Since opening its doors five months ago, Saiko Sake & Sushi Bar has brought the world of premium Japanese brewed sake to North Park. Co-owner Evan Bennett, who also runs Saiko Sushi in Coronado with executive chef Anthony Pascale, is one of only two Certified Sake Professionals (CSPs) in San Diego; we sat down with Bennett to discuss Japan's national drink, his carefully curated flight menu, and how he’s championing craft sake here in Southern California. On Thursday, May 14, Saiko in North Park will host five of Japan’s master sake brewers for the Joto Sake Brewers Dinner that includes a five-course pairing menu plus introductory tutorial on the specialty sakes being poured.
How about a quick ‘sake 101’?
Sake is made with four ingredients - yeast, water, rice and koji (fermented mold). Its classifications are important to understand as they influence both taste and price - the more polished the rice, the higher the sake grade. The four main grades are: Honjozo (mid), Ginjo and Daiginjo (premium) and Junmai (ultra premium). While some different styles include: Koshu (aged), Nama (seasonally produced, unpasteurized), Nigori (‘cloudy’ or unfiltered), and Futsu-shu (usually served hot). A Tōji (master sake brewer) will release sake when it’s ready to be enjoyed, usually within one year of its release date.
What does it take to become a CSP?
The CSP course itself runs over three days and covers sake terminology, classifications, production and culture. During that time you sample and identify 90 sakes followed by an extensive final exam – with plenty of reading and studying beforehand. The program was founded by the world’s leading non-Japanese sake expert John Gauntner, and is recognized by the Sake Education Council.
What's your philosophy behind the tasting flights on the menu?
Most people have tried hot table sake, or an overly sweet Nigori, but there are so many nuances to this fascinating drink. It can be as complex and diverse as wine, and pairs well with many cuisines, not just sushi. By providing tastings, keeping up with new trends and products, and introducing these to our customers, I want to help change perceptions about sake. I’m passionate about the educating people about sake, and a tasting flight is a great place to start.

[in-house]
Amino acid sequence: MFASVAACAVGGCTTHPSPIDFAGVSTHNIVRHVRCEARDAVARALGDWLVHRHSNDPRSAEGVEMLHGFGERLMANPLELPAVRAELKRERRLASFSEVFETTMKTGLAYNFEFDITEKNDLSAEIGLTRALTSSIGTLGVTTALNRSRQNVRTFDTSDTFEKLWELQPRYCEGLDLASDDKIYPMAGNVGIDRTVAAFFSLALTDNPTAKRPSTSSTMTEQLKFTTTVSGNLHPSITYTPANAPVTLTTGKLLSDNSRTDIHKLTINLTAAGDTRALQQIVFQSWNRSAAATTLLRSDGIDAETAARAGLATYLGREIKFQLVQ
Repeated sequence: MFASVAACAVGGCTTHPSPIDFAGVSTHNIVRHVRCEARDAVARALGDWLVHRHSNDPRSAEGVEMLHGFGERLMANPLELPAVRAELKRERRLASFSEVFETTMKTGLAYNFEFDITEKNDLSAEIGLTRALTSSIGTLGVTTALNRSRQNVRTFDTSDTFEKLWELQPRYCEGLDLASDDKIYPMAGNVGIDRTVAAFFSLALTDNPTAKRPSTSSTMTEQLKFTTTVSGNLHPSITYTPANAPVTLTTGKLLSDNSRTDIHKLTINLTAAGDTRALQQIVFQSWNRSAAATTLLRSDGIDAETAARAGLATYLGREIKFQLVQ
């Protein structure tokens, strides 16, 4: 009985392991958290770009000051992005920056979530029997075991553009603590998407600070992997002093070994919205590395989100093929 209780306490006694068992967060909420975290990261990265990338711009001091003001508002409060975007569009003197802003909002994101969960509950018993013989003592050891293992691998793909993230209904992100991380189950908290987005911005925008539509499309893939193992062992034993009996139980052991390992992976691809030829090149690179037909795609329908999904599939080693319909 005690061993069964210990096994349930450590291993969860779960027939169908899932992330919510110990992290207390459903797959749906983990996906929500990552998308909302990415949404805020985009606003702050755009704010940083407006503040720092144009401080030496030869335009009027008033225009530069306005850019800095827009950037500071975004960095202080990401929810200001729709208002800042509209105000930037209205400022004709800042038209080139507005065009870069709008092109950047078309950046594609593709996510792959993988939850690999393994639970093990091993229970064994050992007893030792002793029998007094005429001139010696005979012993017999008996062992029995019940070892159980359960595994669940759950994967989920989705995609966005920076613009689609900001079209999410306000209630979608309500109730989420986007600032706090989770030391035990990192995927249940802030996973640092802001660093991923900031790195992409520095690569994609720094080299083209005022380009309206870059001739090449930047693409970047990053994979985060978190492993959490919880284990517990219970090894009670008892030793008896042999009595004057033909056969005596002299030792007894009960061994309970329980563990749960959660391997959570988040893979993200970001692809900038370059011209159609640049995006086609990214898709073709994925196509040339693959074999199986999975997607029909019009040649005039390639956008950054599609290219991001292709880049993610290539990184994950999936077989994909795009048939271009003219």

How did you design the menu?
Our menu is divided into six groups based on tasting impressions, each one acts as a pairing guide for different foods. To help people explore different sake styles, descriptors range from "light & sophisticated" to "rustic & robust". For example in the Sea Flight we have clean-styled sakes that go well with sashimi and salads, to full-flavored sakes in the Land Flight that pair with grilled meats and vegetables. The Nigori Flight tends to be sweeter and goes well with desserts. We currently have 19 sakes on offer, from bold and strong umami, to delicate and dry, with a bit of everything in between. At one end there is White Deer, a rich Taru or cedar-aged sake with dried stone fruit tones. A little more light and sophisticated, the Cherry Bouquet is a floral Ginjo with peach, radish and dried fruit overtones, while Beautiful Lily is a soft, clean and medium dry Honjozo with a slight nuttiness that makes for some very easy drinking.
What’s your go-to sake?
Shichi Hon Yari "7 Spearsmen" is a favorite I come back to time and again. It’s actually brewed by the second oldest, and one of the smallest sake breweries in Japan. Founded in the 1540s, it’s still run by the same family in Shiga prefecture – that’s 15 generations of sake brewers! I call it a whiskey drinker’s sake as it has depth, nice earthy tones and a hint of grapefruit on the palate.
What’s a good ‘first-timer’ sake?
Sake Matinee is a perfect ‘gateway sake’ – a charming Junmai with a faint taste of wild plum it represents a new direction for Japanese brewers. Sake is considered an evening beverage in Japan, so Matinee was produced to appeal to the daytime crowd. They took the alcohol content down to 12% (the average is 15%), which resulted in a finely balanced sweetness and acidity.
What next for your sake program?
In preparation for the Level II Advanced Sake Professional course in Japan, my goal is to apprentice under a master Tōji at a Japanese brewery sometime next year. We have a great team here at Saiko and focus on their sake education with regular tastings and Q&A sessions, so I’m also hoping to get some young CSPs coming up through the ranks soon.